Mais avant d’être trop énervés, voyons ce que cela signifie et ce que cela ne signifie pas.

Radio Canada – qui lisaient clairement les points de discussion des médias du SPVM – ont rapidement expliqué comment les détectives pouvaient désormais adopter une «nouvelle approche» à l’aide de «techniques avancées» en technologie de l’ADN. Cela n’est vrai que si vous prenez la peine de préserver les preuves. À l’instar de nombreuses forces armées au Québec, le SPVM n’a guère fait preuve en matière de préservation des preuves. Sur les quatre cas de rhume que j’ai principalement couverts dans les années 70 et au début des années 80 sous la juridiction du SPVM (Lison Blais, Katherine Hawkes, Nicole Gaudreault et Tammy Leakey), la moitié de ces familles a reçu une notification officielle du SPVM indiquant que les preuves ADN avaient été détruites.

La nouvelle équipe – qui ne sera pas composée de nouveaux détectives, mais des bureaux actuels redéployés d’autres unités – serait bien inspirée de tirer des enseignements de l’expérience de la Surete du Quebec.

Créée en 2004, la SQ a débuté avec environ 3 détectives et un arriéré d’environ 600 homicides non résolus. Au début de 2018, ils ont ajouté 25 nouveaux officiers supplémentaires à l’unité. Depuis 2004, ils ont réglé 10 homicides cold-case. Il convient de noter que pendant plus de 10 ans, 3 cas ont été résolus; ce n’est que très récemment qu’ils ont annoncé la résolution des 7 cas supplémentaires. C’est 10 cas en 14 ans. Les «experts» vous diront que c’est un très bon dossier de dédouanement. Ce n’est pas assez pour moi.

Il convient de rappeler à tous que, dans le rapport de 2005 de Statistique Canada intitulé «L’homicide au Canada», la police de Montréal affichait le pire taux de classement absolu parmi toutes les grandes villes canadiennes de 1976 à 2005:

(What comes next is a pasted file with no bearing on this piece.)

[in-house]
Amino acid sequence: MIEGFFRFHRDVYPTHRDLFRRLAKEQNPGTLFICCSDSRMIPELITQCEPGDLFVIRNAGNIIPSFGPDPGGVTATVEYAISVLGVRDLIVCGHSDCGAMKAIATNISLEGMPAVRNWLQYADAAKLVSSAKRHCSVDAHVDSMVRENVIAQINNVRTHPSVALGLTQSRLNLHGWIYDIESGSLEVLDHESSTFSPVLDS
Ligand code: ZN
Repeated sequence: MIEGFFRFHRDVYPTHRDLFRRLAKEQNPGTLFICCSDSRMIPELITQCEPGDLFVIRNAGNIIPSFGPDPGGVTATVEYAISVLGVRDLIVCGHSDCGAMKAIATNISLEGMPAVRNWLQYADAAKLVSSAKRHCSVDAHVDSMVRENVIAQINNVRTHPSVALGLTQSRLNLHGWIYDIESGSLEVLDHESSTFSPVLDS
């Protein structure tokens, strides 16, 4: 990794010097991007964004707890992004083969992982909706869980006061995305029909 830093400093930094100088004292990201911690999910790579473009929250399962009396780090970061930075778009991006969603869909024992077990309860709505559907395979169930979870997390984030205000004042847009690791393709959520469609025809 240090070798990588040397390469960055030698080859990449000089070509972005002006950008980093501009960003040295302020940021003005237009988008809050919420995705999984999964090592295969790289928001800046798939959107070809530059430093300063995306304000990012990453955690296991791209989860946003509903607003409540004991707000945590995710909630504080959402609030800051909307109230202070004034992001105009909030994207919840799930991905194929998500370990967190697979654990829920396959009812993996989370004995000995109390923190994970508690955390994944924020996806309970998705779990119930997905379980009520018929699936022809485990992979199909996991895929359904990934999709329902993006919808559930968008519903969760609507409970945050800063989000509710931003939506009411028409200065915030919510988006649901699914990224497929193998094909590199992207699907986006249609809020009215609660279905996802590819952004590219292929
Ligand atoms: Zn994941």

Le total estimatif non réglé de tous les cas de cold case au Québec est d’environ 1700.

Comment est-ce arrivé?

Pour en savoir plus, revenons à cet article de 1966 publié dans The Gazette, intitulé «Assassinats non résolus au sein du quartier général de la police». C’est court donc je vais citer le tout:

«Les polices montréalaise et québécoise sont confrontées à un total de 62 meurtres non résolus remontant à 1953. Ils en ont résolu 63 au cours de la même période.

Sur le nombre total de meurtres non résolus, 43 ont été commis à Montréal et les 19 autres ont eu lieu dans divers centres de la province.

Parmi les victimes figuraient 24 personnages du monde souterrain, tandis que 27 autres étaient des hommes d’affaires, des marchands, des femmes au foyer et des retraités âgés tués lors d’un vol qualifié. Les autres meurtres ont été classés comme des crimes passionnels impliquant des homosexuels et des prostituées.

Les enquêtes se poursuivent – d’une manière ou d’une autre – sur tous les meurtres non résolus. Aucun des cas non résolus n’a été fermé.

Ces chiffres ne comprennent pas la série de meurtres découverts il y a plusieurs mois lors d’une enquête intensive sur des faillites frauduleuses et des incendies criminels à but lucratif dans la province. Alors que plusieurs suspects sont en lien avec les meurtres à la chaux, aucun n’a encore été jugé pour meurtre.

Le meurtre d’une femme âgée de 35 ans, Mme Lysanne Lauzière, dont le corps a été retrouvé il y a quelques semaines dans une fosse peu profonde dans un champ à 60 milles au nord de Montréal, n’est pas non plus incluse. Deux hommes ont été officiellement inculpés du meurtre mais n’ont pas encore été jugés. »

En ignorant les catégorisations misogynes et homophobes qui n’ont rien d’étonnant pour 1966, quoi d’autre se démarque?

Il n’y a pas d’homicides par des étrangers.

Ils ne commenceront à émerger que dans les années 1970, lorsque Allo Police commencera à reconnaître cet horrible phénomène qui atteindra son apogée en 1977.